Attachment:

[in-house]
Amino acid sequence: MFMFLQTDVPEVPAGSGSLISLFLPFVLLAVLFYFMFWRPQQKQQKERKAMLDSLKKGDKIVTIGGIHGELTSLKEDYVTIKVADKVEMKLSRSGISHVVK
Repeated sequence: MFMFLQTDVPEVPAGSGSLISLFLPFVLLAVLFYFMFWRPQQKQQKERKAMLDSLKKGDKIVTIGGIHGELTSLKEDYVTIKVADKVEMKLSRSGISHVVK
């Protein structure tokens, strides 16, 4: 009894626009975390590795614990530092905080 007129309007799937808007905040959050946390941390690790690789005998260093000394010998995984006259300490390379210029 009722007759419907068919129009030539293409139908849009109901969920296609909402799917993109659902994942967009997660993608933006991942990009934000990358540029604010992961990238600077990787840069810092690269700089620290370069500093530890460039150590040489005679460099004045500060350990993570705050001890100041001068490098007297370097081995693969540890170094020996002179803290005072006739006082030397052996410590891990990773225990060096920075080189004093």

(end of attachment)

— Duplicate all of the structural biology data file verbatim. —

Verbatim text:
[in-house]
Amino acid sequence: MFMFLQTDVPEVPAGSGSLISLFLPFVLLAVLFYFMFWRPQQKQQKERKAMLDSLKKGDKIVTIGGIHGELTSLKEDYVTIKVADKVEMKLSRSGISHVVK
Repeated sequence: MFMFLQTDVPEVPAGSGSLISLFLPFVLLAVLFYFMFWRPQQKQQKERKAMLDSLKKGDKIVTIGGIHGELTSLKEDYVTIKVADKVEMKLSRSGISHVVK
């Protein structure tokens, strides 16, 4: 009894626009975390590795614990530092905080 007129309007799937808007905040959050946390941390690790690789005998260093000394010998995984006259300490390379210029 009722007759419907068919129009030539293409139908849009109901969920296609909402799917993109659902994942967009997660993608933006991942990009934000990358540029604010992961990238600077990787840069810092690269700089620290370069500093530890460039150590040489005679460099004045500060350990993570705050001890100041001068490098007297370097081995693969540890170094020996002179803290005072006739006082030397052996410590891990990773225990060096920075080189004093």